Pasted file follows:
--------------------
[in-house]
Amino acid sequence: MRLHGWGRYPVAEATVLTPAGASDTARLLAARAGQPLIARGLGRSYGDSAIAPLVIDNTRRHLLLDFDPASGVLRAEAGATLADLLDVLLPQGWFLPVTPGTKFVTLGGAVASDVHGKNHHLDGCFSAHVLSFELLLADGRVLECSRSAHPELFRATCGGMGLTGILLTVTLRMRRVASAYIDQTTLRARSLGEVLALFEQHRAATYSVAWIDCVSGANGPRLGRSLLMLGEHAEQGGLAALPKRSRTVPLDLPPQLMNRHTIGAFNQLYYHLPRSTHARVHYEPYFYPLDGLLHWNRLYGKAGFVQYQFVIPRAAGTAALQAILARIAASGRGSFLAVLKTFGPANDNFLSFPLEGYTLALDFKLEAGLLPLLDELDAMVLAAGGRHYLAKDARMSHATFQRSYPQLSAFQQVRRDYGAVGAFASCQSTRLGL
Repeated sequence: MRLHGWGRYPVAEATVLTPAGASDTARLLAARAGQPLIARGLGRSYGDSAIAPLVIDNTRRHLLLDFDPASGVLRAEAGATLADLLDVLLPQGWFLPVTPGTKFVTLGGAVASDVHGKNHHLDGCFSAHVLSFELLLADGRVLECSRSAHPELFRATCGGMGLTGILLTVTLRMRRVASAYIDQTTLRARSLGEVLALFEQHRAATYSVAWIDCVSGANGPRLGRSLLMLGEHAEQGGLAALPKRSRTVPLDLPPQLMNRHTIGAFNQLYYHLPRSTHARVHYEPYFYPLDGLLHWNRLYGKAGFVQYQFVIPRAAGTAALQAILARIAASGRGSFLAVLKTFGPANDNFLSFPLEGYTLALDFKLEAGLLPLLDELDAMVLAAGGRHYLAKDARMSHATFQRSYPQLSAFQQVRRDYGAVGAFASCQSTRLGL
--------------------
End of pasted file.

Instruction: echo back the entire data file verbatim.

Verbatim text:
[in-house]
Amino acid sequence: MRLHGWGRYPVAEATVLTPAGASDTARLLAARAGQPLIARGLGRSYGDSAIAPLVIDNTRRHLLLDFDPASGVLRAEAGATLADLLDVLLPQGWFLPVTPGTKFVTLGGAVASDVHGKNHHLDGCFSAHVLSFELLLADGRVLECSRSAHPELFRATCGGMGLTGILLTVTLRMRRVASAYIDQTTLRARSLGEVLALFEQHRAATYSVAWIDCVSGANGPRLGRSLLMLGEHAEQGGLAALPKRSRTVPLDLPPQLMNRHTIGAFNQLYYHLPRSTHARVHYEPYFYPLDGLLHWNRLYGKAGFVQYQFVIPRAAGTAALQAILARIAASGRGSFLAVLKTFGPANDNFLSFPLEGYTLALDFKLEAGLLPLLDELDAMVLAAGGRHYLAKDARMSHATFQRSYPQLSAFQQVRRDYGAVGAFASCQSTRLGL
Repeated sequence: MRLHGWGRYPVAEATVLTPAGASDTARLLAARAGQPLIARGLGRSYGDSAIAPLVIDNTRRHLLLDFDPASGVLRAEAGATLADLLDVLLPQGWFLPVTPGTKFVTLGGAVASDVHGKNHHLDGCFSAHVLSFELLLADGRVLECSRSAHPELFRATCGGMGLTGILLTVTLRMRRVASAYIDQTTLRARSLGEVLALFEQHRAATYSVAWIDCVSGANGPRLGRSLLMLGEHAEQGGLAALPKRSRTVPLDLPPQLMNRHTIGAFNQLYYHLPRSTHARVHYEPYFYPLDGLLHWNRLYGKAGFVQYQFVIPRAAGTAALQAILARIAASGRGSFLAVLKTFGPANDNFLSFPLEGYTLALDFKLEAGLLPLLDELDAMVLAAGGRHYLAKDARMSHATFQRSYPQLSAFQQVRRDYGAVGAFASCQSTRLGL